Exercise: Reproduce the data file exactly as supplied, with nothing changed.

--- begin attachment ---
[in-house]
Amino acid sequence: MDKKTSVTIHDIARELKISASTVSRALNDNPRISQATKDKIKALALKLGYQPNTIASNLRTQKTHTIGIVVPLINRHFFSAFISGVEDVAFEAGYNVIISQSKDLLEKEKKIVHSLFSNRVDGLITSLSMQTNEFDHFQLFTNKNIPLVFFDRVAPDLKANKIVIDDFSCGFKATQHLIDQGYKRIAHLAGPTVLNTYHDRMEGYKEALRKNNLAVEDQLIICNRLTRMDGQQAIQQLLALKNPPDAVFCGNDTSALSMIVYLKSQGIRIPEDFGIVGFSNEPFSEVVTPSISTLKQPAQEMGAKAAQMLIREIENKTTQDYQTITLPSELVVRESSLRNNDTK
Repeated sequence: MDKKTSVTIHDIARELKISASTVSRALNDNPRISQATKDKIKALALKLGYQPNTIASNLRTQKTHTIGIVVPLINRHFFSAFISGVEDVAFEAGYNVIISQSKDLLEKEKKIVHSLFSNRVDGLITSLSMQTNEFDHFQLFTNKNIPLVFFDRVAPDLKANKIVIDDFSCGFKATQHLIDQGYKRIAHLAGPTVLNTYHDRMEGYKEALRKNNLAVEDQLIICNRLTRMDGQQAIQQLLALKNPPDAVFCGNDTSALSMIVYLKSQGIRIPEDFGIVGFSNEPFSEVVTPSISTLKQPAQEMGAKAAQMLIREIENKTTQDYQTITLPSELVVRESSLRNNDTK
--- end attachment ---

[in-house]
Amino acid sequence: MDKKTSVTIHDIARELKISASTVSRALNDNPRISQATKDKIKALALKLGYQPNTIASNLRTQKTHTIGIVVPLINRHFFSAFISGVEDVAFEAGYNVIISQSKDLLEKEKKIVHSLFSNRVDGLITSLSMQTNEFDHFQLFTNKNIPLVFFDRVAPDLKANKIVIDDFSCGFKATQHLIDQGYKRIAHLAGPTVLNTYHDRMEGYKEALRKNNLAVEDQLIICNRLTRMDGQQAIQQLLALKNPPDAVFCGNDTSALSMIVYLKSQGIRIPEDFGIVGFSNEPFSEVVTPSISTLKQPAQEMGAKAAQMLIREIENKTTQDYQTITLPSELVVRESSLRNNDTK
Repeated sequence: MDKKTSVTIHDIARELKISASTVSRALNDNPRISQATKDKIKALALKLGYQPNTIASNLRTQKTHTIGIVVPLINRHFFSAFISGVEDVAFEAGYNVIISQSKDLLEKEKKIVHSLFSNRVDGLITSLSMQTNEFDHFQLFTNKNIPLVFFDRVAPDLKANKIVIDDFSCGFKATQHLIDQGYKRIAHLAGPTVLNTYHDRMEGYKEALRKNNLAVEDQLIICNRLTRMDGQQAIQQLLALKNPPDAVFCGNDTSALSMIVYLKSQGIRIPEDFGIVGFSNEPFSEVVTPSISTLKQPAQEMGAKAAQMLIREIENKTTQDYQTITLPSELVVRESSLRNNDTK